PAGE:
Clinical and experimental studies suggest that pharmacological postconditioning with Cyclosporin A (CsA) reduces infarct size in cardiac ischemia and reperfusion. CsA interacts with Cyclophilin D (CypD) preventing opening of the mitochondrial permeability transition pore (mPTP). Tissue kallikrein (TK) and its products kinins are involved in cardioprotection in ischemia. CypD knockout mice are resistant to the cardioprotective effects of both CsA and kinins suggesting common mechanisms of action. Using TK gene knockout mice, we investigated whether the kallikrein-kinin system is involved in the cardioprotective effect of CsA.
Homozygote and heterozygote TK deficient mice (TK−/−, TK+/−) and wild type littermates (TK+/+) were subjected to cardiac ischemia–reperfusion with and without CsA postconditioning. CsA reduced infarct size in TK+/+ mice but had no effect in TK+/− and TK−/− mice. Cardiac mitochondria isolated from TK−/− mice had indistinguishable basal oxidative phosphorylation and calcium retention capacity compared to TK+/+ mice but were resistant to CsA inhibition of mPTP opening. TK activity was documented in mouse heart and rat cardiomyoblasts mitochondria. By proximity ligation assay TK was found in close proximity to the mitochondrial membrane proteins VDAC and Tom22, and CypD.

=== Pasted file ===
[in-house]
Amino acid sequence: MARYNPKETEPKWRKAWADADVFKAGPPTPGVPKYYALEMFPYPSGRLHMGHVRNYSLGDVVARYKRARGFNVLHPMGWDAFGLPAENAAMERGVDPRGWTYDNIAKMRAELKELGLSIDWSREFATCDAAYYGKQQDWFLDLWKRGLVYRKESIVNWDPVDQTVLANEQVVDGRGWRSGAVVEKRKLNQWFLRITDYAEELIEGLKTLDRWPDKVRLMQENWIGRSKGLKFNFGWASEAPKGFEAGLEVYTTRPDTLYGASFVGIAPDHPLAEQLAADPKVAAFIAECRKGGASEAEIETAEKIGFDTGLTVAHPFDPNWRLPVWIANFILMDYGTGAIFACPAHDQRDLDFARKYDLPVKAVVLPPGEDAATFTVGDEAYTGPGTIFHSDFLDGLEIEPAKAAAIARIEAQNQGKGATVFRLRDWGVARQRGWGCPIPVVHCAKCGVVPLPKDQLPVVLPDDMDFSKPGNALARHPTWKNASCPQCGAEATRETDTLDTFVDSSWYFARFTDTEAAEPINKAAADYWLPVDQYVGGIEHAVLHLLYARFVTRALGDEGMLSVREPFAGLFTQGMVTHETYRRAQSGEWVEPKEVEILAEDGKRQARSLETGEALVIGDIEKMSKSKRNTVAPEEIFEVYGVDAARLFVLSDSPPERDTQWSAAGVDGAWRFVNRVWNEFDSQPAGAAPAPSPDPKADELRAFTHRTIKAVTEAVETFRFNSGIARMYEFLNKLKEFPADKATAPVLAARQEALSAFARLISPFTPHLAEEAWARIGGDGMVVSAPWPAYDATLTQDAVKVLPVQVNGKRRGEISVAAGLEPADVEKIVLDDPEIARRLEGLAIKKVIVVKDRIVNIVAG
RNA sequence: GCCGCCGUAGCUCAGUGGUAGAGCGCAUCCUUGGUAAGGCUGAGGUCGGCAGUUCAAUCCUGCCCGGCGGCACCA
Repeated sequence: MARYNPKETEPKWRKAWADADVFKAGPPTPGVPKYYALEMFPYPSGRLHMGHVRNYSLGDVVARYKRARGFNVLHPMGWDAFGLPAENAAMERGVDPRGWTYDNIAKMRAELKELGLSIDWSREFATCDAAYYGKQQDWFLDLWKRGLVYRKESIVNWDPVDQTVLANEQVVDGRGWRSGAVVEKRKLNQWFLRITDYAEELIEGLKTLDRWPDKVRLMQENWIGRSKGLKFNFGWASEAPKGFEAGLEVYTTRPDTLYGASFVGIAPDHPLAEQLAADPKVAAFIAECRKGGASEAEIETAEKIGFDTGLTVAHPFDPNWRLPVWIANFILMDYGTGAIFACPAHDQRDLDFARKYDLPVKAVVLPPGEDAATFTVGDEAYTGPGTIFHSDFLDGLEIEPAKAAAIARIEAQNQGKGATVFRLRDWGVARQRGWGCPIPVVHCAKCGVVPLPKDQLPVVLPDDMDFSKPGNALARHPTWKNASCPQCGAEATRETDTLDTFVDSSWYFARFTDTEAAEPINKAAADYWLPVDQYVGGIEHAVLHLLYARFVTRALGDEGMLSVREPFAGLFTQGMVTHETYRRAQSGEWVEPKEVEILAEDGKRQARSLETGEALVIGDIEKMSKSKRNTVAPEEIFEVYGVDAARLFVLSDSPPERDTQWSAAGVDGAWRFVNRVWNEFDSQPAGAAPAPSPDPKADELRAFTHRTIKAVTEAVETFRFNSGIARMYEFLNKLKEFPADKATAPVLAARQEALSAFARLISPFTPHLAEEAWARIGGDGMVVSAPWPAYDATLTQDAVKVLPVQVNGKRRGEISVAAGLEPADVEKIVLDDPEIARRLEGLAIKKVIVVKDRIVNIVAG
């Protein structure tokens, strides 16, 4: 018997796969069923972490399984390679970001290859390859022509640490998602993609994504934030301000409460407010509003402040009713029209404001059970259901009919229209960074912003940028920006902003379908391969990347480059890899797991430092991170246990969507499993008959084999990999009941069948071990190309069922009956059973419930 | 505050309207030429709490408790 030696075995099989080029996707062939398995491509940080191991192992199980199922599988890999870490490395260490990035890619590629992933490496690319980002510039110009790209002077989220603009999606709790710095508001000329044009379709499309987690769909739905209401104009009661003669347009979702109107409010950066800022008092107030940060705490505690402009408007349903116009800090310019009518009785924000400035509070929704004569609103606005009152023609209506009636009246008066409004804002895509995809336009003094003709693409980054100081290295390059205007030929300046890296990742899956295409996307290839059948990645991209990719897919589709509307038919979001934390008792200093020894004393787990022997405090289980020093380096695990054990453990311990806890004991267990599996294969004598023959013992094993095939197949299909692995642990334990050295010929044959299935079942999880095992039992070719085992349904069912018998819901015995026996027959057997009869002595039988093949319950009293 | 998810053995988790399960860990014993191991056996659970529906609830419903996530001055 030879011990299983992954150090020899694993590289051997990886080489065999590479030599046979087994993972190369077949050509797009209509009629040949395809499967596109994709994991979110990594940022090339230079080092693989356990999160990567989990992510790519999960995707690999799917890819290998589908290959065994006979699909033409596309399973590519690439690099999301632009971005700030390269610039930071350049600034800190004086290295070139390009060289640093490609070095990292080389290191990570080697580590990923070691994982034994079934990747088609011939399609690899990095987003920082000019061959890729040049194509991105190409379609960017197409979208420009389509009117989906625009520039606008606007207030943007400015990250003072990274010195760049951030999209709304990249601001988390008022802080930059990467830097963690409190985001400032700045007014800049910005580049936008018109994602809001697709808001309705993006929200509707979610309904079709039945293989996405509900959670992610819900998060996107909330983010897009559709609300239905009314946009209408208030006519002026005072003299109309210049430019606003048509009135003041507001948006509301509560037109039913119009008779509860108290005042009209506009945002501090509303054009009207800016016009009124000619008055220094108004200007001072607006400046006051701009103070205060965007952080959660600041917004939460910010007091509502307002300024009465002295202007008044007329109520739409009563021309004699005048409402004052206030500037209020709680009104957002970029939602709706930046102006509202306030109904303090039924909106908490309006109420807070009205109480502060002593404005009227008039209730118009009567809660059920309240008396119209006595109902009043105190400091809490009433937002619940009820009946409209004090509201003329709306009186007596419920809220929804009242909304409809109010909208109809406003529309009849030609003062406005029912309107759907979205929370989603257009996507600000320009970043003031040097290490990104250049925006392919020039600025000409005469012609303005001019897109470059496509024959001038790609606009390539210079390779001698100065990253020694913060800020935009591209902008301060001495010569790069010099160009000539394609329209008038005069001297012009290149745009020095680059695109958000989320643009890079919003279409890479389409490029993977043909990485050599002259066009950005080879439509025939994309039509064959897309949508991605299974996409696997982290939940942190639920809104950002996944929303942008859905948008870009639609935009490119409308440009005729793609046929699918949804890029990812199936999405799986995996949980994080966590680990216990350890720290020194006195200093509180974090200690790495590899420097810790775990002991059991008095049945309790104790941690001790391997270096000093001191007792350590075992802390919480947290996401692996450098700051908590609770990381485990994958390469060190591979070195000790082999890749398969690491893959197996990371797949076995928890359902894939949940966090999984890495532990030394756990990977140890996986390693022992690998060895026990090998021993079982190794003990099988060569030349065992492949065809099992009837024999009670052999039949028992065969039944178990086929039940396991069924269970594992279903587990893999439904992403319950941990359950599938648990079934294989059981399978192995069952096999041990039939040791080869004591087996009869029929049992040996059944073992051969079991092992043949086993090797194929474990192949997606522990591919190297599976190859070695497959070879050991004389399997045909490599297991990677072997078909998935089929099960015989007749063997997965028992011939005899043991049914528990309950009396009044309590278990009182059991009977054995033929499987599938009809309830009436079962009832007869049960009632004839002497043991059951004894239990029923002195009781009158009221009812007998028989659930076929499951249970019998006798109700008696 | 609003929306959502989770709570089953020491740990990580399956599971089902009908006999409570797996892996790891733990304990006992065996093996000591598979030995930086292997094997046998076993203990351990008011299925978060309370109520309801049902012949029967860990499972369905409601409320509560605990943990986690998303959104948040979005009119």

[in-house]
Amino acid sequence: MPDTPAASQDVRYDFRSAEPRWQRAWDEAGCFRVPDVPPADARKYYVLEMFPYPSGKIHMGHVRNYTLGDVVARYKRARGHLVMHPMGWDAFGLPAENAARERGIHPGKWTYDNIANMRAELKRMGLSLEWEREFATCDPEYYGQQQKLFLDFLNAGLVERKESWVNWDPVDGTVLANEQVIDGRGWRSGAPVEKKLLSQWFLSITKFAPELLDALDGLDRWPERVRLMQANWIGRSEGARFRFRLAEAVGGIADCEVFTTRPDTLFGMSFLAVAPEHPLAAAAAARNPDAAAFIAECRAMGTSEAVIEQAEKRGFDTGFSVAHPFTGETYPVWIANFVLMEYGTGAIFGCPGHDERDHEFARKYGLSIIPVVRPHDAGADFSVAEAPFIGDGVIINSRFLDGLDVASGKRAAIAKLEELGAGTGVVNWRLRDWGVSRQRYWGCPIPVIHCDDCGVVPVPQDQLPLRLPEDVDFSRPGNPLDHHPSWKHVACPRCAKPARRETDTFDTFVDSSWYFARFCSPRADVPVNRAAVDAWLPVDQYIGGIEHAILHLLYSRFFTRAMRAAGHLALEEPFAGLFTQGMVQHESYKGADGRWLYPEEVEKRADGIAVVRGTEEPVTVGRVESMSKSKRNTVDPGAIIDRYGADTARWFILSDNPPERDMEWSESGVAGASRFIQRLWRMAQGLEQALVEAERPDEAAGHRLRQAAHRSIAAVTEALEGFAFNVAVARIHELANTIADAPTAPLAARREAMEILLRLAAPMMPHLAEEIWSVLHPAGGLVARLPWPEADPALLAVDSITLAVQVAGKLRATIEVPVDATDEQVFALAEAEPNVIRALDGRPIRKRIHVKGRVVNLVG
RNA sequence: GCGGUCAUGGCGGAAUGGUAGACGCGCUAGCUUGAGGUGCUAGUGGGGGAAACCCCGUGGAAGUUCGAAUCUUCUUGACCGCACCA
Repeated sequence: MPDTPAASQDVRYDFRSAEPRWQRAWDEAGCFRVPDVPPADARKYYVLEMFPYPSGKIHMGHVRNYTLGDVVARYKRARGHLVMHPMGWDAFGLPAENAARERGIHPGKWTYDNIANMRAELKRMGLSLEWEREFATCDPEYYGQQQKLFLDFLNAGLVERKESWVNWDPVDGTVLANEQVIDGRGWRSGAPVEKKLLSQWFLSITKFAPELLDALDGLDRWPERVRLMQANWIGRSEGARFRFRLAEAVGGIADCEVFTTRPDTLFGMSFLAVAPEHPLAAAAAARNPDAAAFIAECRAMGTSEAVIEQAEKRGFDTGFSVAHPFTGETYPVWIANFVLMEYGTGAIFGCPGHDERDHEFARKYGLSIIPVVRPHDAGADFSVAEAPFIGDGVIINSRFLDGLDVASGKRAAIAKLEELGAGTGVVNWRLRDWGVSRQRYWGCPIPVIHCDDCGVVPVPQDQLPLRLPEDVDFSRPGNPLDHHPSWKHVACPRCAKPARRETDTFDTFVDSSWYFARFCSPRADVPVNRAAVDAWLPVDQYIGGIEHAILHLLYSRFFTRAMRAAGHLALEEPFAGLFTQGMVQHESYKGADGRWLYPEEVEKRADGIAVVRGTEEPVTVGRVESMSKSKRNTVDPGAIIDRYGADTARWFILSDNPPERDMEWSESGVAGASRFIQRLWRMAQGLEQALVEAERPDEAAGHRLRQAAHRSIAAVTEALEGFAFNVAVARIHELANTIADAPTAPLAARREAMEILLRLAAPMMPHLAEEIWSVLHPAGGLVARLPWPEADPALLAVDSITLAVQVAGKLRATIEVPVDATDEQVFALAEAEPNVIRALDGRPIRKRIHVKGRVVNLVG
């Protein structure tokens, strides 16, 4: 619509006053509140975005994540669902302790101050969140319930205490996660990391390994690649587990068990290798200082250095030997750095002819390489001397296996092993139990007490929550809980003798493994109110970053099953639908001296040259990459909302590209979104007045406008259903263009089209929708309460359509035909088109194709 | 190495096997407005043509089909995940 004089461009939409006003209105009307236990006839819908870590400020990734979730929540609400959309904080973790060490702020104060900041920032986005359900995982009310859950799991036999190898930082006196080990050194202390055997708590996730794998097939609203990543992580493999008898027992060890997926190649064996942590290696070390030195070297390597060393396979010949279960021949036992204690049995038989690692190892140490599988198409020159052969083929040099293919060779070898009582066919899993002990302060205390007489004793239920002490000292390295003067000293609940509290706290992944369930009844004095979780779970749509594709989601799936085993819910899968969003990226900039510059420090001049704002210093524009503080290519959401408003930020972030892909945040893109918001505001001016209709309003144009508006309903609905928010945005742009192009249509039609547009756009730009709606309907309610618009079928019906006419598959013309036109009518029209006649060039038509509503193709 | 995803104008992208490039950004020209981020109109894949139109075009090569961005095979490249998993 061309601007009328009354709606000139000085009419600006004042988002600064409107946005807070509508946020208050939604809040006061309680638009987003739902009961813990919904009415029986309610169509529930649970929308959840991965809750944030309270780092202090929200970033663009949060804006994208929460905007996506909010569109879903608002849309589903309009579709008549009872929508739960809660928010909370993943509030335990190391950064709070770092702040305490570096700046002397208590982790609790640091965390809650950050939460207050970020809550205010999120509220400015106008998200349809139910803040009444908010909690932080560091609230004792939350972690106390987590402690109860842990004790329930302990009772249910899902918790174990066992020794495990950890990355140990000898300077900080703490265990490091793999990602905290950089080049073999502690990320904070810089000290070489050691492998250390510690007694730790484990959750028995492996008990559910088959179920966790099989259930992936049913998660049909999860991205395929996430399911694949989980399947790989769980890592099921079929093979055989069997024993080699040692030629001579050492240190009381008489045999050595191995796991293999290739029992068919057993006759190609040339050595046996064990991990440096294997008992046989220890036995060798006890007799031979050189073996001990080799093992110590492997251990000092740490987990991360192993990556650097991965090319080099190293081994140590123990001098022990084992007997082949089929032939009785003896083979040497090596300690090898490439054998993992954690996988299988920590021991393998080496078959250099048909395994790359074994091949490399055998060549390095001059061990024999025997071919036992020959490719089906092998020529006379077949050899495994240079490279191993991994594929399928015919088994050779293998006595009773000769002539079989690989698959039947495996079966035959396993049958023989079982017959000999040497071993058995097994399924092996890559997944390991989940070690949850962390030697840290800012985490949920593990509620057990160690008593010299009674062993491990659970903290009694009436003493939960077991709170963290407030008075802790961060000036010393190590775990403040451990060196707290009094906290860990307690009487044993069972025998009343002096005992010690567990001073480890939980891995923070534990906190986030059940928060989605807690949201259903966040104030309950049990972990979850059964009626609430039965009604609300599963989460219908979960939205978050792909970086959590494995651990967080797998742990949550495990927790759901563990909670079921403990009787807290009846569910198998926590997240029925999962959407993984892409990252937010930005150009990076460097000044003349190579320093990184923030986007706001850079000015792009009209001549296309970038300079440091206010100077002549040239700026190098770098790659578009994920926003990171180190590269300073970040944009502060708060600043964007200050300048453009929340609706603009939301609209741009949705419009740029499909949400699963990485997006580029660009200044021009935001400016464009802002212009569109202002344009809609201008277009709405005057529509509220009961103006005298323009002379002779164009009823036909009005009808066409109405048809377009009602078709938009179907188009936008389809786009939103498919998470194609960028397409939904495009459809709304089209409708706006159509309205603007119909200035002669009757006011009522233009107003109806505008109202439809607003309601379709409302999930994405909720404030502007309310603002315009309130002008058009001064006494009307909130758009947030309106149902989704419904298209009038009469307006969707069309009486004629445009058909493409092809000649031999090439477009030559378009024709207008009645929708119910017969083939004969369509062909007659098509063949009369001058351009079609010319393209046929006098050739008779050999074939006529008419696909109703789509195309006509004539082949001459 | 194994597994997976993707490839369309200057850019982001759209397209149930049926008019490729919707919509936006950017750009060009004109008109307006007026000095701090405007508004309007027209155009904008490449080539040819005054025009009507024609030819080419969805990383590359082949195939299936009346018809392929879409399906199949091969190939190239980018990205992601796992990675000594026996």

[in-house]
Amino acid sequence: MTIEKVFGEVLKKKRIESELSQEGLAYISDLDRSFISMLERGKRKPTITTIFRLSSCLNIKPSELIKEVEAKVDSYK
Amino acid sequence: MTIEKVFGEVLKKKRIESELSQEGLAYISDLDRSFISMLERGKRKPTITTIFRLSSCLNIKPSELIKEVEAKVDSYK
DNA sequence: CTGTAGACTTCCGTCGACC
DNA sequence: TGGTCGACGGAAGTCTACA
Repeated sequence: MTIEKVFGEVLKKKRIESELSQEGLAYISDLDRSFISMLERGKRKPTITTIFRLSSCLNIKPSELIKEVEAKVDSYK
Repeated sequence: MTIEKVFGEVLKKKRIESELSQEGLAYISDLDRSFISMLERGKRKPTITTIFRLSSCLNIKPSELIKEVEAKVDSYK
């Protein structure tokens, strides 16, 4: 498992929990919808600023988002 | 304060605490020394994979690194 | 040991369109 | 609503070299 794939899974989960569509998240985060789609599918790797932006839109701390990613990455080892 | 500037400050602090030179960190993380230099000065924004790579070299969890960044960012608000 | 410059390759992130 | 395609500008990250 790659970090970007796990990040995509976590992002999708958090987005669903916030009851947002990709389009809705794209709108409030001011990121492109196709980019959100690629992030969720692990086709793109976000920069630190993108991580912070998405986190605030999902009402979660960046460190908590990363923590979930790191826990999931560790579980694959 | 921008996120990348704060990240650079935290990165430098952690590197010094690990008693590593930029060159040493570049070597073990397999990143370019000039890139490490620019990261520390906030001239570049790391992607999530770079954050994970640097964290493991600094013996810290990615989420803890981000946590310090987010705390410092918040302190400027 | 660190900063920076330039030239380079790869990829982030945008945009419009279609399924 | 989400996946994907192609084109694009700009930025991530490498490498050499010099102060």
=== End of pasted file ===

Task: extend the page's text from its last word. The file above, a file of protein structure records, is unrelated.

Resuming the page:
Thus, partial or total deficiency in TK induces resistance to the infarct size reducing effect of CsA in cardiac ischemia in mice, suggesting that TK level is a critical factor for cardioprotection by CsA. TK is required for the mitochondrial action of CsA and may interact with CypD. Genetic variability in TK activity has been documented in man and may influence the cardioprotective effect of CsA.